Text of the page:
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Pandemic Eating Habits Beget a Weird Juxtaposition of Consumer Demands

Theresa "Sam" Houghton
November 23, 2020

Good Monday, fellow nerds! ☔ We’re heading into the week of Thanksgiving, so here’s to a happy and healthy one for all my U.S. readers no matter what your plans. 🙌🏻

The news this week is just as bizarre as the current world circumstances — a juxtaposition of pursuing health while hunkered down at home and venturing out in search of something to fulfill personal appetites. 🏡🍨 Let’s dive in!

Consumers Demand Healthier Ingredients…and More Fat? 🤔

According to flavor technology company Comax Flavors, these are some of the biggest trends for food and flavor coming in 2021:

  • Immunity-boosting foods and ingredients
  • A continued interest in home baking
  • A search for quick and convenient at-home breakfast options

The truly weird thing about this is, while 60% of consumers around the world are on the lookout for snacks and meals that support robust immune systems, consumers in general are also reaching for less healthy snacks. “Stress baking” became a thing during the height of the COVID-19 pandemic and continues as people search for a happy medium between convenience and comfort. (And apparently eat a lot of banana bread 🍌🍞 and pizza. 🍕)

The ongoing quest is sparking a huge boost in the global market for functional foods and ingredients. Market value is expected to reach $117 billion by 2027, and even giants like Cargill are getting in on the game with new business divisions devoted specifically to meeting this consumer demand.

But at the same time the interest in health continues to grow, young consumers are demanding more fat. 🤷🏻‍♀️ It’s hard to pinpoint exactly what’s driving the trend, but it appears to be due at least in part to continued confusion over the nature of carbohydrates, the push to eliminate added sugars and the persistence of paleo and keto diets.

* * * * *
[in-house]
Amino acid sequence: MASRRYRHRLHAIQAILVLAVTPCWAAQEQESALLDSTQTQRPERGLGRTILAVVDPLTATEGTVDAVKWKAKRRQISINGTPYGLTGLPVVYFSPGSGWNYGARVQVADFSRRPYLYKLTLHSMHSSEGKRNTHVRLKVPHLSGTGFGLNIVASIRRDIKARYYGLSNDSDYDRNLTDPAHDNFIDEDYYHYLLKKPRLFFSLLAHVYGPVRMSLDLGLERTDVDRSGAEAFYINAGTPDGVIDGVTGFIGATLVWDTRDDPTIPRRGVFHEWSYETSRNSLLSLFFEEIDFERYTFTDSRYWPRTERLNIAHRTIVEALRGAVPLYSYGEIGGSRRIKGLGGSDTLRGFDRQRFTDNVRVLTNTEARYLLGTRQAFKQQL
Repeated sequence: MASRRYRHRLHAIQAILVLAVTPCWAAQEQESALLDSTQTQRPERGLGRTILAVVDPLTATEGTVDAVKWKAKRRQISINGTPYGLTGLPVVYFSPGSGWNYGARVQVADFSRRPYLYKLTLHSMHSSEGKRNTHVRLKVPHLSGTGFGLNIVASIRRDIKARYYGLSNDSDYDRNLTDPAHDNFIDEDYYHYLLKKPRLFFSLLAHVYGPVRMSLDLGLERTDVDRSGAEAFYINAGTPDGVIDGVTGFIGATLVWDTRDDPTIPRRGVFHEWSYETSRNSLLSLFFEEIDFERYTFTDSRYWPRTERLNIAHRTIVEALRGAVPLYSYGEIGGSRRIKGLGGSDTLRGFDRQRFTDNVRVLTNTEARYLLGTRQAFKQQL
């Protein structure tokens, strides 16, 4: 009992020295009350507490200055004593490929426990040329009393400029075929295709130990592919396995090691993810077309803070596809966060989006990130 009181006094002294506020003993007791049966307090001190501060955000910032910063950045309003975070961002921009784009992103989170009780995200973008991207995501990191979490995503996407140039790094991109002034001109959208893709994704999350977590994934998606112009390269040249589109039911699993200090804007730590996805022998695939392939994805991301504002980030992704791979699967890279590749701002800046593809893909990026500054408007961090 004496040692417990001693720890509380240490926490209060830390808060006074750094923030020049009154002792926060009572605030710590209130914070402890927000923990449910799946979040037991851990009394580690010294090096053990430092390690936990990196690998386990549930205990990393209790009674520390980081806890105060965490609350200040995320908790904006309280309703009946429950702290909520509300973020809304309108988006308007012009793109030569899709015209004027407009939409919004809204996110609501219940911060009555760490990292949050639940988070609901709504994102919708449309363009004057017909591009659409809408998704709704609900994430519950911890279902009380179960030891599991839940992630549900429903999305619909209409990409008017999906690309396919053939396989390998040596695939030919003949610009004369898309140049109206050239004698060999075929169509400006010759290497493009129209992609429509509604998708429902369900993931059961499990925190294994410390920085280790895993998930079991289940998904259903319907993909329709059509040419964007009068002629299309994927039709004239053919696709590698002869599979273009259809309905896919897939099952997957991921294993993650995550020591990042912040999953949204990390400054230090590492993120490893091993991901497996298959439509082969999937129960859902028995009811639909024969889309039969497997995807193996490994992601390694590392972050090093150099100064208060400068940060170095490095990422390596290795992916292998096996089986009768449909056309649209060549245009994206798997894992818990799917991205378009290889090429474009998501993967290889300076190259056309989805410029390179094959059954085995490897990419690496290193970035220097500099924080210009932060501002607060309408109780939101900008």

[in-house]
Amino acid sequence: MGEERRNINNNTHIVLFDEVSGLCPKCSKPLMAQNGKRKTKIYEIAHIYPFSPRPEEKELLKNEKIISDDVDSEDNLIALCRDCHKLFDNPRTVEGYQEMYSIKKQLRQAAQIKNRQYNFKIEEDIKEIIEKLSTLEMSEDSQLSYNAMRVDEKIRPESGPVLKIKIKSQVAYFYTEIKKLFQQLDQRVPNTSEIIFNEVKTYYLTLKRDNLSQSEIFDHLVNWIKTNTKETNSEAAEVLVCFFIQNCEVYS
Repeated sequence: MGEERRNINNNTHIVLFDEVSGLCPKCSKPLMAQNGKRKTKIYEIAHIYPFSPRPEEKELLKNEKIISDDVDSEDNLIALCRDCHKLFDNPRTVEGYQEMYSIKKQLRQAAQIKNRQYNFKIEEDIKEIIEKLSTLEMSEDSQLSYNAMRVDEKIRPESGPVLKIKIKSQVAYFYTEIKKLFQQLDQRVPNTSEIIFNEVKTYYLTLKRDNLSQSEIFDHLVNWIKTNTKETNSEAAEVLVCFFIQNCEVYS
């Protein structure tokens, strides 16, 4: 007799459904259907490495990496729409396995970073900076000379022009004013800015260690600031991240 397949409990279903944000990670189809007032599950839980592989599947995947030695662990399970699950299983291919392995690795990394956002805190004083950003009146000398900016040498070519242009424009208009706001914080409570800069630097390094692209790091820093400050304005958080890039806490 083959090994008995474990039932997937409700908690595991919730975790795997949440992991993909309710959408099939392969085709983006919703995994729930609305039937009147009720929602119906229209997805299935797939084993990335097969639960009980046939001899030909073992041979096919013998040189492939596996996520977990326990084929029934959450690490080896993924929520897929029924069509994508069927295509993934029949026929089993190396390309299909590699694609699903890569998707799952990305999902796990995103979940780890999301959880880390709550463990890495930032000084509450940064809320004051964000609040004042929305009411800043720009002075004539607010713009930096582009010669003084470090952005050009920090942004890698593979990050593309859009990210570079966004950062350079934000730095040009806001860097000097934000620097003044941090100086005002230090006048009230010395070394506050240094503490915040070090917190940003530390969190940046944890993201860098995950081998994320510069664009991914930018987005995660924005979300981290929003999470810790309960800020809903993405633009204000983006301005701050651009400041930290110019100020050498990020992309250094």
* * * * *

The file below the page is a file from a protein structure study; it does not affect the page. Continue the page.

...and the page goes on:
Image by Free-Photos from Pixabay

We’re All Eating At Home More (Until We’re Not)

A Moody’s report released at the end of October showed the likelihood of a trend away from eating at home as 2021 unfolds. Although the projection points to a reduction in the sales of staples that many consumers stocked up on in a wave of panic buying in the spring of 2020, 🛒🥫 overall sales are expected to stay solid.

More than four out of five consumers report changes in the way they’re “cooking, consuming, buying and thinking about food” as a result of the COVID-19 pandemic. A rush to secure staple pantry items drove people back toward the very processed foods many had been trying to avoid, and the coming holiday season is likely to see a continuation of this trend. 🦃🎅🏻

It all comes down to familiarity and comfort. People are eating as a form of anxiety relief, and they’re reaching for foods and home-cooked dishes that bring back good memories of past holidays. 🎄 As CPG brands seek to balance sales of these foods with innovating new products, there’s an opportunity for startups in the plant-based space to establish themselves as the new “go to“ for the holidays and beyond.

With 66% of consumers fearing an “epic cooking fail” during holidays, plant-based brands have the opportunity to show how easy it is to incorporate their products into traditional meals. It may be time to take a page out of bigger brands’ books and come alongside consumers with accessible education.

The Plant-Based Meat 🌿🥩 Market is Stepping Up to Fill Demanding Stomachs

Some of the at-home eating we’re doing is takeout, and an increasing amount of it is vegan takeout. Delivery platform Deliveroo has seen global double-digit growth in vegan orders, including:

  • 115% in the U.K.
  • 100% in Hong Kong
  • 60% in Singapore

It points to the continued interest in meat-free meals and is part of what’s driving the huge demand for plant-based meat alternatives. Pork is the next frontier in this fast-growing market—as the rise of OmniPork has made increasingly clear. 🐷

Big companies like Marks &  Spencer are latching onto the overall trend toward meat reduction and forming strategic partnerships with biotech companies to leverage up-and-coming technology (think fermentation) and develop products centered around novel proteins, including mycoprotein. 🍄

From a business perspective, it’s a race to capitalize on both consumer interest and the growing concern surrounding sustainability and waste. For consumers, choices focus more on who can provide the most “realistic“ taste and texture when compared to animal meat.

Honestly, all of this leads me to wonder a bit about the recent shift in the plant-based narrative. 🤔 Not so long ago, the resounding refrain was that we eat too much meat as a society, and the best way to help everyone (and improve health) was to shift toward whole plant foods.

Now the focus seems to be much more on how to get enough protein out of our current food system to feed a growing population. But are we really just feeding a growing taste for meat? 🍗🍖🥓

I touched on this topic briefly when I interviewed vegan registered dietitian Mark Rifkin on The Modern Health Nerd podcast, and I plan to delve into it more deeply in the near future.

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